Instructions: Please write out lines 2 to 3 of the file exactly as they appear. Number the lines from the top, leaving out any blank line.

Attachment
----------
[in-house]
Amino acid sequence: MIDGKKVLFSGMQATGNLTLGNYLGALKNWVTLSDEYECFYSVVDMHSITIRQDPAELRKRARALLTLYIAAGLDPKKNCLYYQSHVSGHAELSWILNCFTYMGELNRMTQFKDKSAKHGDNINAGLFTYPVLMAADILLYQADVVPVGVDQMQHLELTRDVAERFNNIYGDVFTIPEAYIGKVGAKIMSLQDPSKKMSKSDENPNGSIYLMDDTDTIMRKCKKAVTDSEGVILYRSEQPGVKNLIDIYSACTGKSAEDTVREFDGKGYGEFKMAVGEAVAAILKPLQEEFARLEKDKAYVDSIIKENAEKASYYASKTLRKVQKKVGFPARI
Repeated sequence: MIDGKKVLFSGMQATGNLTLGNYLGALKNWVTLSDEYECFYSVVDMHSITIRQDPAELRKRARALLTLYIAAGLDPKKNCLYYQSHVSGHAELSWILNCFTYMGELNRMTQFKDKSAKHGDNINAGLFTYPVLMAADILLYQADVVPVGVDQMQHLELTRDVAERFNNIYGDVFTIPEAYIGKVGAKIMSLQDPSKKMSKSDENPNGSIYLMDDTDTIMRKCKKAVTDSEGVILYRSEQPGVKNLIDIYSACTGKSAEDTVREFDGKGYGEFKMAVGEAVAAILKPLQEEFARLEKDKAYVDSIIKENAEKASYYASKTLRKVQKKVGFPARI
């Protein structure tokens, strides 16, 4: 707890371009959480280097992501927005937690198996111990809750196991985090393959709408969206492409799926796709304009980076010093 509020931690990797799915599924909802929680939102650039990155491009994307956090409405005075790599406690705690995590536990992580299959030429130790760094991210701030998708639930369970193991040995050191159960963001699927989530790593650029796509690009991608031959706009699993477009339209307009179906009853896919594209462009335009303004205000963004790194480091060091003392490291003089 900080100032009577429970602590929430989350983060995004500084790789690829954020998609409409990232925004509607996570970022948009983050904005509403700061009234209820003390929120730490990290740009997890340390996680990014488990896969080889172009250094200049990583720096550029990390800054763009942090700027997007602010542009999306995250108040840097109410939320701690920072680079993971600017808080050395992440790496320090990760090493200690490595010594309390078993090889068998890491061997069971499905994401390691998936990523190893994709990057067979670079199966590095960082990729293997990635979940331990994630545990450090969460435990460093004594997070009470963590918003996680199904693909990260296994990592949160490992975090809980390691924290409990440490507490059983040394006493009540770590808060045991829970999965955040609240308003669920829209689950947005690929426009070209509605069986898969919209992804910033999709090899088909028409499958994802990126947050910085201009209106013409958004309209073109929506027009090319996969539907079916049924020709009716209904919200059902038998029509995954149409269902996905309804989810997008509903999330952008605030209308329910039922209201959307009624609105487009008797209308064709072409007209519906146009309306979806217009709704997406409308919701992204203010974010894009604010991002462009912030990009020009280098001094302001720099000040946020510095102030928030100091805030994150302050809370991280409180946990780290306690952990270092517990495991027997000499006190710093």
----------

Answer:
Amino acid sequence: MIDGKKVLFSGMQATGNLTLGNYLGALKNWVTLSDEYECFYSVVDMHSITIRQDPAELRKRARALLTLYIAAGLDPKKNCLYYQSHVSGHAELSWILNCFTYMGELNRMTQFKDKSAKHGDNINAGLFTYPVLMAADILLYQADVVPVGVDQMQHLELTRDVAERFNNIYGDVFTIPEAYIGKVGAKIMSLQDPSKKMSKSDENPNGSIYLMDDTDTIMRKCKKAVTDSEGVILYRSEQPGVKNLIDIYSACTGKSAEDTVREFDGKGYGEFKMAVGEAVAAILKPLQEEFARLEKDKAYVDSIIKENAEKASYYASKTLRKVQKKVGFPARI
Repeated sequence: MIDGKKVLFSGMQATGNLTLGNYLGALKNWVTLSDEYECFYSVVDMHSITIRQDPAELRKRARALLTLYIAAGLDPKKNCLYYQSHVSGHAELSWILNCFTYMGELNRMTQFKDKSAKHGDNINAGLFTYPVLMAADILLYQADVVPVGVDQMQHLELTRDVAERFNNIYGDVFTIPEAYIGKVGAKIMSLQDPSKKMSKSDENPNGSIYLMDDTDTIMRKCKKAVTDSEGVILYRSEQPGVKNLIDIYSACTGKSAEDTVREFDGKGYGEFKMAVGEAVAAILKPLQEEFARLEKDKAYVDSIIKENAEKASYYASKTLRKVQKKVGFPARI